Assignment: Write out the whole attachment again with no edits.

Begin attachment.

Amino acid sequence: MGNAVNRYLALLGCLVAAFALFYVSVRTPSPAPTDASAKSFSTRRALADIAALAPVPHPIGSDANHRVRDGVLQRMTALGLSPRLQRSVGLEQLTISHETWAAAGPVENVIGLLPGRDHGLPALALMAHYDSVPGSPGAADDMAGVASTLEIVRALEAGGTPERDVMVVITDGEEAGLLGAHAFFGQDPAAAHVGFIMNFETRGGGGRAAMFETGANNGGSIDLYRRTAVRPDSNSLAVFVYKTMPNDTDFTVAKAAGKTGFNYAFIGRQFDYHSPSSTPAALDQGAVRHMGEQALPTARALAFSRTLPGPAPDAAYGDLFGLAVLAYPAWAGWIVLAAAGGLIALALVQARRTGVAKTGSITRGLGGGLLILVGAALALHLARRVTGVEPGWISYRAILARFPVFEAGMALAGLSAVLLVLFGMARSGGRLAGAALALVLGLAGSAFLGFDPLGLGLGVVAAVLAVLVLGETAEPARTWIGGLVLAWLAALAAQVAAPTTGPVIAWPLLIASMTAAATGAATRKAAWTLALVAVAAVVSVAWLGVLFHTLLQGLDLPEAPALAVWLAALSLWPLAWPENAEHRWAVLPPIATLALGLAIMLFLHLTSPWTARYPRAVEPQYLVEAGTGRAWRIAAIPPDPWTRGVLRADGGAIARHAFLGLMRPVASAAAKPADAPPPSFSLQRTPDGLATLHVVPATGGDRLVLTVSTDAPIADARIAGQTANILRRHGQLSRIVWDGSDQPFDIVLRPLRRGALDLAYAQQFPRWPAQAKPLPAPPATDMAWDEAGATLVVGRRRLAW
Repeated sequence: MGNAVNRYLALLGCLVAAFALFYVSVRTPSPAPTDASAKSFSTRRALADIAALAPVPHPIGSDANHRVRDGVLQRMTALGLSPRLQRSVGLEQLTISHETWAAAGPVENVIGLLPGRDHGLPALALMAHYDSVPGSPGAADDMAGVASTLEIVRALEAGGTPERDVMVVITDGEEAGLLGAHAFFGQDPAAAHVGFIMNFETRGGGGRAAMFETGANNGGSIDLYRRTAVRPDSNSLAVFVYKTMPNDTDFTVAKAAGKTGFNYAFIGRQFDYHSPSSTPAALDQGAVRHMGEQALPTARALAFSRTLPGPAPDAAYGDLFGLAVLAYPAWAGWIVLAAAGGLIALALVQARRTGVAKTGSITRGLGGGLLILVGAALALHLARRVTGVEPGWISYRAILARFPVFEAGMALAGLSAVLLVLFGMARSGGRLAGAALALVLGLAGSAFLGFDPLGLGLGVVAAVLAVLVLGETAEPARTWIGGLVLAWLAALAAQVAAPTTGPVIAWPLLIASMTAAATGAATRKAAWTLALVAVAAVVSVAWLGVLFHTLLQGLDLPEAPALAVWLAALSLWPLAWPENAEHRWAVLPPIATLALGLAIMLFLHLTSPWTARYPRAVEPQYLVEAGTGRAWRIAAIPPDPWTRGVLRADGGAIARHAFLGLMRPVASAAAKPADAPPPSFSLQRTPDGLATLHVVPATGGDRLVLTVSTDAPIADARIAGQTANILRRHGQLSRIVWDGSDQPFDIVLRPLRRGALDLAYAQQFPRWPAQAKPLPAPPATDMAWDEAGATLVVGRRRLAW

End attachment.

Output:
Amino acid sequence: MGNAVNRYLALLGCLVAAFALFYVSVRTPSPAPTDASAKSFSTRRALADIAALAPVPHPIGSDANHRVRDGVLQRMTALGLSPRLQRSVGLEQLTISHETWAAAGPVENVIGLLPGRDHGLPALALMAHYDSVPGSPGAADDMAGVASTLEIVRALEAGGTPERDVMVVITDGEEAGLLGAHAFFGQDPAAAHVGFIMNFETRGGGGRAAMFETGANNGGSIDLYRRTAVRPDSNSLAVFVYKTMPNDTDFTVAKAAGKTGFNYAFIGRQFDYHSPSSTPAALDQGAVRHMGEQALPTARALAFSRTLPGPAPDAAYGDLFGLAVLAYPAWAGWIVLAAAGGLIALALVQARRTGVAKTGSITRGLGGGLLILVGAALALHLARRVTGVEPGWISYRAILARFPVFEAGMALAGLSAVLLVLFGMARSGGRLAGAALALVLGLAGSAFLGFDPLGLGLGVVAAVLAVLVLGETAEPARTWIGGLVLAWLAALAAQVAAPTTGPVIAWPLLIASMTAAATGAATRKAAWTLALVAVAAVVSVAWLGVLFHTLLQGLDLPEAPALAVWLAALSLWPLAWPENAEHRWAVLPPIATLALGLAIMLFLHLTSPWTARYPRAVEPQYLVEAGTGRAWRIAAIPPDPWTRGVLRADGGAIARHAFLGLMRPVASAAAKPADAPPPSFSLQRTPDGLATLHVVPATGGDRLVLTVSTDAPIADARIAGQTANILRRHGQLSRIVWDGSDQPFDIVLRPLRRGALDLAYAQQFPRWPAQAKPLPAPPATDMAWDEAGATLVVGRRRLAW
Repeated sequence: MGNAVNRYLALLGCLVAAFALFYVSVRTPSPAPTDASAKSFSTRRALADIAALAPVPHPIGSDANHRVRDGVLQRMTALGLSPRLQRSVGLEQLTISHETWAAAGPVENVIGLLPGRDHGLPALALMAHYDSVPGSPGAADDMAGVASTLEIVRALEAGGTPERDVMVVITDGEEAGLLGAHAFFGQDPAAAHVGFIMNFETRGGGGRAAMFETGANNGGSIDLYRRTAVRPDSNSLAVFVYKTMPNDTDFTVAKAAGKTGFNYAFIGRQFDYHSPSSTPAALDQGAVRHMGEQALPTARALAFSRTLPGPAPDAAYGDLFGLAVLAYPAWAGWIVLAAAGGLIALALVQARRTGVAKTGSITRGLGGGLLILVGAALALHLARRVTGVEPGWISYRAILARFPVFEAGMALAGLSAVLLVLFGMARSGGRLAGAALALVLGLAGSAFLGFDPLGLGLGVVAAVLAVLVLGETAEPARTWIGGLVLAWLAALAAQVAAPTTGPVIAWPLLIASMTAAATGAATRKAAWTLALVAVAAVVSVAWLGVLFHTLLQGLDLPEAPALAVWLAALSLWPLAWPENAEHRWAVLPPIATLALGLAIMLFLHLTSPWTARYPRAVEPQYLVEAGTGRAWRIAAIPPDPWTRGVLRADGGAIARHAFLGLMRPVASAAAKPADAPPPSFSLQRTPDGLATLHVVPATGGDRLVLTVSTDAPIADARIAGQTANILRRHGQLSRIVWDGSDQPFDIVLRPLRRGALDLAYAQQFPRWPAQAKPLPAPPATDMAWDEAGATLVVGRRRLAW